The expression “you can’t go home again” gained popularity as the title of Thomas Wolfe’s famous 1940 novel. The profound gist that resonated with so many was that if you try to return to a place you remember from the past, it won’t be the same as you remember it.
That may be true even for relatively recent recollections as the pandemic in just a matter of months has made an indelible impact on ways of life–on livelihoods and life itself. This also applies to our industry as a near-complete production shutdown has put employment on hold for many, leaving us to grapple with how we will recover, and how to smartly and safely bring production and post business back to life.
And there’s the further matter of dealing with social injustice as the entertainment and advertising communities look to take a stand against another plague–racism–with brands determining if and how to best address the Black Lives Matter movement and the issue of police brutality.
On the COVID-19 front, so much is up in the air as reflected in the recent announcement of network fall 2020 primetime schedules. The future of original comedy and drama fare being heralded for the new season and beyond is no longer about whether content will register with an audience–but instead will it get made to begin with?
“The new new”
Brett Henenberg, SVP, global head of production at UM Studios (the content creation arm of marketing and media agency UM Worldwide), is no stranger to breakthrough work. He served as a producer on 5B, named after the San Francisco General ward which opened in 1983 as the first full-fledged hospital unit dedicated to treating people with AIDS. Produced for UM Worldwide’s client Johnson & Johnson, the documentary showed the positive power of nursing, continuing a theme which the brand has championed over the years. Directed by Paul Haggis and Dan Krauss via Saville Productions, 5B debuted at the 2019 Cannes Film Festival as part of its Special Screenings lineup in May only a month later to win the Entertainment Lions Grand Prix, among other honors, at the Festival of Creativity.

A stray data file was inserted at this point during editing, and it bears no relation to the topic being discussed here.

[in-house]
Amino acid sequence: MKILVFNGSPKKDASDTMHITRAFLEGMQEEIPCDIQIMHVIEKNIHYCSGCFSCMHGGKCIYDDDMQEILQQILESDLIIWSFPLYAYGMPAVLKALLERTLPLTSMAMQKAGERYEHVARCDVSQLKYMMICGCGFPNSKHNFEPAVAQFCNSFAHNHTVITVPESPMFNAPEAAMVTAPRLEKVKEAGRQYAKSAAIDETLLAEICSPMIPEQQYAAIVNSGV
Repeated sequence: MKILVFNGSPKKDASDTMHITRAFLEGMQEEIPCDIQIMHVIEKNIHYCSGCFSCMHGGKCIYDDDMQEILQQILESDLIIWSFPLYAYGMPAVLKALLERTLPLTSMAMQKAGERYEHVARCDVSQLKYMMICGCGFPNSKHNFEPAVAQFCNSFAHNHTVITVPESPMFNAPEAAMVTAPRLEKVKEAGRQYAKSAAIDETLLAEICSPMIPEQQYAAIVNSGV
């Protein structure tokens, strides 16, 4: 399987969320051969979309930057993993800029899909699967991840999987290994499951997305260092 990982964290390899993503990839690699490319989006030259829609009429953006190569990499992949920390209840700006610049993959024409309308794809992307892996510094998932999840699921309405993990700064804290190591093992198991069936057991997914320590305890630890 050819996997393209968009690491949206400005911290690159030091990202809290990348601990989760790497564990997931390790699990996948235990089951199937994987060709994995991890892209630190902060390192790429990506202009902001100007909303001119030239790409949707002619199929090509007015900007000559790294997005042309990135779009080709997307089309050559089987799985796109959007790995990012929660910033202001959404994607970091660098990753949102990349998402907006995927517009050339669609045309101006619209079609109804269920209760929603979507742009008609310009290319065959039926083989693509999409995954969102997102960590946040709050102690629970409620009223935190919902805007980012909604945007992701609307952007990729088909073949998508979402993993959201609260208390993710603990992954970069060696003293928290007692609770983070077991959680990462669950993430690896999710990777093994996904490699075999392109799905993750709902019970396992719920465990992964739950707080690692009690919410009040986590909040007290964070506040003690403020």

Henenberg observed that the virus pandemic hasn’t altered his long-term thinking. He remains optimistic that UM’s producers will continue to look for and uncover the best solutions for its clients. While there will be changes in the industry, he firmly believes UM will come back stronger. The approach, he continued, will be to “think philosophically about the long term and practically about the short term.” The short term, he conjectured will for example likely see an uptick in post-produced work. But in the big picture philosophically, in line with the momentum generated by 5B, UM’s priority is coming up with “the best ways to connect clients with audiences in moments that matter to them.” Thus Henenberg finds himself less interested in the new normal and more driven by finding what’s new to “build on what we currently have.” He stressed that the major push is not for a return to normal but finding “the new new,” namely new ways for clients to get their messages in front of audiences.
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